Here’s another of her favourite pieces: a varnished library cabinet with removable peg-and-hole-hinged doors. She isn’t sure whether it was originally designed to hold books, but it does the job admirably. (Just Anthony, again.) On the adjacent wall is a framed black-and-white photograph of Bruce Springsteen, frozen in mid-leap. “I’m a huge fan,” says Denise.
On to the master bedroom. At foot of the bed is an enormous chest, from –no prizes for guessing – Just Anthony. “It was the first thing we bought, needing somewhere to store all our bulky winter stuff from Korea.” The gorgeous bedspread was picked up at a Fancy Faire at the Orchard Hotel, the lamps are from Gallery 278, and, at the risk of sounding like a stuck record, the two beautiful Art Deco cabinets came from Just Anthony.
Up on the third level is a guest bedroom that doubles as a sewing-room. Its exquisite bed-linen was bought in Korea.
While the entire ground floor, including the kitchen, is open-plan and free of modern fittings, the same cannot be said for the upstairs rooms. The study, master bedroom and guest room all have exposed frosted glass doors concealing shower cubicles and toilets, and open-plan wash-basins. The guest room, however, also glories in a ball-and-claw bath. “It’s amazing how different the houses in this terrace are from one another,” says Denise. “This one is owned by a company, and I believe it was once the office of a travel agency.”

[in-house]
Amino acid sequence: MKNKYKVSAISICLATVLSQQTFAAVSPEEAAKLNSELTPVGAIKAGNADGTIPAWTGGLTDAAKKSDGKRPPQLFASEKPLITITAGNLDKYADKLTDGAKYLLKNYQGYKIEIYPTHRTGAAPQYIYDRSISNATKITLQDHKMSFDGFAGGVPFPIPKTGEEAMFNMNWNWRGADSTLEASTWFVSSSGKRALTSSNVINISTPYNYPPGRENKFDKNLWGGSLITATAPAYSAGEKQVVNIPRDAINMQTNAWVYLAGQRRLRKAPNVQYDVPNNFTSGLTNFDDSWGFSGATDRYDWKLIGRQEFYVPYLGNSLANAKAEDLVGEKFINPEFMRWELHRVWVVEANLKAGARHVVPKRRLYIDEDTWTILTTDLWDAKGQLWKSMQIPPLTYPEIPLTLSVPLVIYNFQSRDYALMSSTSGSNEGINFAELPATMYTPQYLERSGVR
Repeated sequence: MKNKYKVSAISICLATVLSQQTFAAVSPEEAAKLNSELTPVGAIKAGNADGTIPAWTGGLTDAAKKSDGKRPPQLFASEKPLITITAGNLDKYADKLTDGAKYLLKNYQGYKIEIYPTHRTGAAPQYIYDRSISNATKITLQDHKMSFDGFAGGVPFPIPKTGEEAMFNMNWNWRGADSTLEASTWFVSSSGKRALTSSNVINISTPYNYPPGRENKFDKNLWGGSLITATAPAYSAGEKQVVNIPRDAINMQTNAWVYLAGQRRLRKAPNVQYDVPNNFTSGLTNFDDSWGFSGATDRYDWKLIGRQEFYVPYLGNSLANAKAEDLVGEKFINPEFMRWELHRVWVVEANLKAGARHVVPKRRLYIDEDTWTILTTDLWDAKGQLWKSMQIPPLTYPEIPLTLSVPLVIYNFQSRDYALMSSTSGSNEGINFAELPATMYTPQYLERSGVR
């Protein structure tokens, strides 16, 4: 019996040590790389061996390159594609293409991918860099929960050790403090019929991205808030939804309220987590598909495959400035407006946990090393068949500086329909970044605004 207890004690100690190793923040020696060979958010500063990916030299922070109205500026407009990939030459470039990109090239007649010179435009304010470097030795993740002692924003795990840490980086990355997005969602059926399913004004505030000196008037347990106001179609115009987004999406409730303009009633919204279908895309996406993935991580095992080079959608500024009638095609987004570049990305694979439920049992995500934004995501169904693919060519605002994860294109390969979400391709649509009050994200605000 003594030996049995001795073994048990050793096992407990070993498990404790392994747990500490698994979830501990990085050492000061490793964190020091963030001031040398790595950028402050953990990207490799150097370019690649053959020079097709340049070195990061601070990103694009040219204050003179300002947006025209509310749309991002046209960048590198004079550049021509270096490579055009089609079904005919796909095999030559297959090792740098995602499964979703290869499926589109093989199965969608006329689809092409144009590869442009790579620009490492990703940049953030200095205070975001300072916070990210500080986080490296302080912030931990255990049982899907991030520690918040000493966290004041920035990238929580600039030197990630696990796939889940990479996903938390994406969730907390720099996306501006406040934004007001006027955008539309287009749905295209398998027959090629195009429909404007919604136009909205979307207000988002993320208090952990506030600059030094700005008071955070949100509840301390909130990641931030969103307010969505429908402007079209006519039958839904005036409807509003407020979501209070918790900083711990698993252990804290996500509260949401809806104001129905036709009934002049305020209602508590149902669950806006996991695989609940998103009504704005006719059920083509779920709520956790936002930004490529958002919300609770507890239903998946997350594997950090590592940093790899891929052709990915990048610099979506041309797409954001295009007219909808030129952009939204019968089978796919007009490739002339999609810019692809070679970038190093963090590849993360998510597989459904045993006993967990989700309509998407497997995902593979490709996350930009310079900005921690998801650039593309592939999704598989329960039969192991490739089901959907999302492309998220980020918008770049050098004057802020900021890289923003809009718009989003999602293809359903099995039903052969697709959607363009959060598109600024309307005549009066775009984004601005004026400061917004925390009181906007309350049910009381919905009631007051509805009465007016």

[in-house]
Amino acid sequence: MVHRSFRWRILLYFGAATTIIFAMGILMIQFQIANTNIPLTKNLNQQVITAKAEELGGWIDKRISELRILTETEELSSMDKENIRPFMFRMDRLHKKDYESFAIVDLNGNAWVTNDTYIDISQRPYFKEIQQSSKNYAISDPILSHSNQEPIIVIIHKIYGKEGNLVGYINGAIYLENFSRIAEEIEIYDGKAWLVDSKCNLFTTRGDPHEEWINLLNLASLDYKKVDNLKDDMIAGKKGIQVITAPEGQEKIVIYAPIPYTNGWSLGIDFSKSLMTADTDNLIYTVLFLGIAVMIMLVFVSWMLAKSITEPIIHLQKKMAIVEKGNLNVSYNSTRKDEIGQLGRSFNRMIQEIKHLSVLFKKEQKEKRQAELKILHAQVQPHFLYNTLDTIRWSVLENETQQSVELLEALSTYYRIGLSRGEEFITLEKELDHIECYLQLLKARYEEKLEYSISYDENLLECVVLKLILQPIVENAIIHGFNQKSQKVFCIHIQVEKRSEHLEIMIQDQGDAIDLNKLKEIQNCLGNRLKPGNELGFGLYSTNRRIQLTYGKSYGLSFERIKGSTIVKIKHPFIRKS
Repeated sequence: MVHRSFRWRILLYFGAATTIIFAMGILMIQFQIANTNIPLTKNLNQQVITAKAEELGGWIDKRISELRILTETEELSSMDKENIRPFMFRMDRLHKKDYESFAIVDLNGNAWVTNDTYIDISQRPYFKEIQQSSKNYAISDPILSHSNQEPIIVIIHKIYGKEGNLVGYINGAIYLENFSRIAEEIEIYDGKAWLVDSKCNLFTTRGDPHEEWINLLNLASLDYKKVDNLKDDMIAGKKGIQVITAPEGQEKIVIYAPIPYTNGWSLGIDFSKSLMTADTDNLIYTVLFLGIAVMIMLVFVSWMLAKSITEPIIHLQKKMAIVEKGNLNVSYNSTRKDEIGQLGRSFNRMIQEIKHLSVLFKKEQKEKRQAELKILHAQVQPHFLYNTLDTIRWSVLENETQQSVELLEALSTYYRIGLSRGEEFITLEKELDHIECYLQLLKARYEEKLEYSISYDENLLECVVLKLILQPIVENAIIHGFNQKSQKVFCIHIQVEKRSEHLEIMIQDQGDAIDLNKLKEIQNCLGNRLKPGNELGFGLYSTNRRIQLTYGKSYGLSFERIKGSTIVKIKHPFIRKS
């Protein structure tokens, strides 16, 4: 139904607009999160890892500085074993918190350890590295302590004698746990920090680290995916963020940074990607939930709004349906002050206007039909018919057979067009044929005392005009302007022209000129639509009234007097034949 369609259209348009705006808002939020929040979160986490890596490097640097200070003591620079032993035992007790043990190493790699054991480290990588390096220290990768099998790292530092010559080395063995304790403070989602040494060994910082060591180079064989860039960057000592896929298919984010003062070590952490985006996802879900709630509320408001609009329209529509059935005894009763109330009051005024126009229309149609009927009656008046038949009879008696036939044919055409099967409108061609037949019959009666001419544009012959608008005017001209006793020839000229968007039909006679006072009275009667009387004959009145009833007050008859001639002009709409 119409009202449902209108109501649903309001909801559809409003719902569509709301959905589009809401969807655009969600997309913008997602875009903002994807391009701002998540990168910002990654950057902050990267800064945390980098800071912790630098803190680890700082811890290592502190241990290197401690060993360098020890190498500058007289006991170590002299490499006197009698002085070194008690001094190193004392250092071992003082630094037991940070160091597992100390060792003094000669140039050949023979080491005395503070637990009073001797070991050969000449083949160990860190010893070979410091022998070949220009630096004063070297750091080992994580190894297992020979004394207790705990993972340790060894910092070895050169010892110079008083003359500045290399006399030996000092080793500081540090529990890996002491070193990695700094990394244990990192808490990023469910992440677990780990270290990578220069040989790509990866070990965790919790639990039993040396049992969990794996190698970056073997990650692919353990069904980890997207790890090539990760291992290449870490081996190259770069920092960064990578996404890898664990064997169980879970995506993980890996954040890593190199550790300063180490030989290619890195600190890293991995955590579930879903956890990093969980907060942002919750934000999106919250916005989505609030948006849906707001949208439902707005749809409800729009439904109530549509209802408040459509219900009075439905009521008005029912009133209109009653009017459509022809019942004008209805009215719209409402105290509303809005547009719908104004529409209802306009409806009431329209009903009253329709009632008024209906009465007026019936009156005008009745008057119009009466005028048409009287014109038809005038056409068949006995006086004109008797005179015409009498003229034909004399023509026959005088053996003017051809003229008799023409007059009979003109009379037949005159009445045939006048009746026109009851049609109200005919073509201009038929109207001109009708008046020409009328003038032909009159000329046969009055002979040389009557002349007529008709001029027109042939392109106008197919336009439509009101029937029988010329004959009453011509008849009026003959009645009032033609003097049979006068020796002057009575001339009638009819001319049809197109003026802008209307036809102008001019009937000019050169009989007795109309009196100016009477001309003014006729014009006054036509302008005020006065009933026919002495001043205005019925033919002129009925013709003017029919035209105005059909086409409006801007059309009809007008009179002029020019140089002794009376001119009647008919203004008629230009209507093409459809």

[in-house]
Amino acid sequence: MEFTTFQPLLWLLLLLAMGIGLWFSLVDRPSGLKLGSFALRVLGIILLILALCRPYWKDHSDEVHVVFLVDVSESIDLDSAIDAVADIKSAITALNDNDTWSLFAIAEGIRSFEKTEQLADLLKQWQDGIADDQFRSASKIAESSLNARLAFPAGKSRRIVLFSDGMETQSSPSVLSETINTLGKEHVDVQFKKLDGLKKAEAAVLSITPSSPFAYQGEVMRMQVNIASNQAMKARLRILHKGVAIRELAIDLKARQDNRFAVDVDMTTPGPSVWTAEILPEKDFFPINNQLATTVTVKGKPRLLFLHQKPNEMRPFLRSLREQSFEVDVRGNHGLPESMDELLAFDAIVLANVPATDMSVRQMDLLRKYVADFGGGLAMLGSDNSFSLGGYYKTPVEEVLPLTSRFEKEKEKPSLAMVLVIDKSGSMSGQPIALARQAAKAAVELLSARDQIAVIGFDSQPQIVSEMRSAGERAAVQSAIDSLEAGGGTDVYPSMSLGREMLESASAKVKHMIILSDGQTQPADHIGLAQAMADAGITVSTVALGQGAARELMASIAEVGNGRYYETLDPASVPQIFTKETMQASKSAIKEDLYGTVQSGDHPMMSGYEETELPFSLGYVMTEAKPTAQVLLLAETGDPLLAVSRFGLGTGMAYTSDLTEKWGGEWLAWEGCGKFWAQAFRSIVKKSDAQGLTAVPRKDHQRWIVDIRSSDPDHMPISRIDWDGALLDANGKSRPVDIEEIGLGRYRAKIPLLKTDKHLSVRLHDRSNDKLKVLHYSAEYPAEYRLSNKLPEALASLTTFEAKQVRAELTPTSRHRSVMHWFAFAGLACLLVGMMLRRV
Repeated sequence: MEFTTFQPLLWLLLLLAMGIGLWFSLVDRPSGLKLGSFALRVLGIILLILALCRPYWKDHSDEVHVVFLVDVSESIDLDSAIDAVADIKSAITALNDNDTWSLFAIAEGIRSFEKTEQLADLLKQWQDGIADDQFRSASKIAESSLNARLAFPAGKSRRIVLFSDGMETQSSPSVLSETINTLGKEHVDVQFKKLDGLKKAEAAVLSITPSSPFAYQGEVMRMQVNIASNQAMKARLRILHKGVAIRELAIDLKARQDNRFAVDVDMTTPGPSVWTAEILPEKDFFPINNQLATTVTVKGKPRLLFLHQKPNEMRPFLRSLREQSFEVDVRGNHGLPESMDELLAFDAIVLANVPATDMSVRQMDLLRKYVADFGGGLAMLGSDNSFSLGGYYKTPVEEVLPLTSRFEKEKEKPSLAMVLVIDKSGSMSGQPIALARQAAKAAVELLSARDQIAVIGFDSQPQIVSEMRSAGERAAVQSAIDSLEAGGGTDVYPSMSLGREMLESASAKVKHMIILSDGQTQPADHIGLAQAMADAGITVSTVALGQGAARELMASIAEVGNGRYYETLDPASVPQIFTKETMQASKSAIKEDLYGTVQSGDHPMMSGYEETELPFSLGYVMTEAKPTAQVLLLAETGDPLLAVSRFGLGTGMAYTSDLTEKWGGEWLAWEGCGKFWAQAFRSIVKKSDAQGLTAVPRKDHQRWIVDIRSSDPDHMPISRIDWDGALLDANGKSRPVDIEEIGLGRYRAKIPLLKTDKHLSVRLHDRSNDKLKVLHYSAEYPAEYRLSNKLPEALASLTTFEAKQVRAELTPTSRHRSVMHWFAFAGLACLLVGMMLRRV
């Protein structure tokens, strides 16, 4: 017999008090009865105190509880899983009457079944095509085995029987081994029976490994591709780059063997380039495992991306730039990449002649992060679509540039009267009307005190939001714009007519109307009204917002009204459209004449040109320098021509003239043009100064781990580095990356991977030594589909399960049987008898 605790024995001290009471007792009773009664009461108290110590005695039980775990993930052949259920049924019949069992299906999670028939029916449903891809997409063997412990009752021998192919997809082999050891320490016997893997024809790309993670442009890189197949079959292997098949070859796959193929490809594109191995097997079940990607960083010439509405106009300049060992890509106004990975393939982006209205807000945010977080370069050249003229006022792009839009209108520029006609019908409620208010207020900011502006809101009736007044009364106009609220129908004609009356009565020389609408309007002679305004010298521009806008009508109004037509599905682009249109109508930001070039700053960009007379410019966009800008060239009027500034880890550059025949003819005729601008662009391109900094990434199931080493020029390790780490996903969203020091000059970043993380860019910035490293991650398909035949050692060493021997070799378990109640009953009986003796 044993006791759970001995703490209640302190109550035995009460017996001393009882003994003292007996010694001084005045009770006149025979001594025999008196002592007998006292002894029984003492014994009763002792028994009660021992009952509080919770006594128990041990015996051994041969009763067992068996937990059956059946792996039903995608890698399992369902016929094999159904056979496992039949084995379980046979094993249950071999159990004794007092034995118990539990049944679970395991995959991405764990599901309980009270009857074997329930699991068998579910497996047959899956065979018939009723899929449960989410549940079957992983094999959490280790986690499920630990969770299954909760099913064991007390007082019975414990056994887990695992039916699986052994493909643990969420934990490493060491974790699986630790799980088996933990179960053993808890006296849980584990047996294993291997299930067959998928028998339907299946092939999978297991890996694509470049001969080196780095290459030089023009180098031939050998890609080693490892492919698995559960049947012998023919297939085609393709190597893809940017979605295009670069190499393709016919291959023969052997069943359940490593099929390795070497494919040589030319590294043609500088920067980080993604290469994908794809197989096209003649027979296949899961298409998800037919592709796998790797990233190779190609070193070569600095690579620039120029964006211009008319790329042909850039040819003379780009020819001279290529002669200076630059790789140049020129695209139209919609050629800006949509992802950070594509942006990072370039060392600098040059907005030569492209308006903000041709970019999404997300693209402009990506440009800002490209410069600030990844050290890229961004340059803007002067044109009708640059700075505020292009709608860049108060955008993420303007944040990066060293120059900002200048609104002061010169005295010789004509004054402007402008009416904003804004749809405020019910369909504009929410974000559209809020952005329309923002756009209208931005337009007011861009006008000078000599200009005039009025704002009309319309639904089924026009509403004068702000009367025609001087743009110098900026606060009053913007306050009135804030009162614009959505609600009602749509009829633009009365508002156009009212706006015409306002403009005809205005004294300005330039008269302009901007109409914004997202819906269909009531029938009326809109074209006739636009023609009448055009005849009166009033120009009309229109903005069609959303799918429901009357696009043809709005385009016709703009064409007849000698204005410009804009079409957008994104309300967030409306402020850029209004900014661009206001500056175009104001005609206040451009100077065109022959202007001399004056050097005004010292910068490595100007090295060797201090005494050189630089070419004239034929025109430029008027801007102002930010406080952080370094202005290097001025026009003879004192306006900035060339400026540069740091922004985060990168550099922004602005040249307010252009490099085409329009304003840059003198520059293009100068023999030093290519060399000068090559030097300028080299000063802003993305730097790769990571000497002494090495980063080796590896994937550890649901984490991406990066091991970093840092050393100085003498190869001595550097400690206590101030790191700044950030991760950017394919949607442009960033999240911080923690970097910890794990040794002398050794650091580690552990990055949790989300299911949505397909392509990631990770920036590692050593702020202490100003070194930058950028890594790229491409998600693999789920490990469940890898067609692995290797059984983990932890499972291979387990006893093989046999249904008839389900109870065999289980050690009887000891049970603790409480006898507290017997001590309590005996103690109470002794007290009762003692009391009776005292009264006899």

Though she must have been shopping fairly solidly for three years, Denise feels the furnishing of this enormous space is incomplete – the walls, especially, could do with more artwork, she says, and shows me her stash of interesting pictures waiting their turn. But, she notes, framing is not inexpensive. “It’s time I learnt to do it myself!”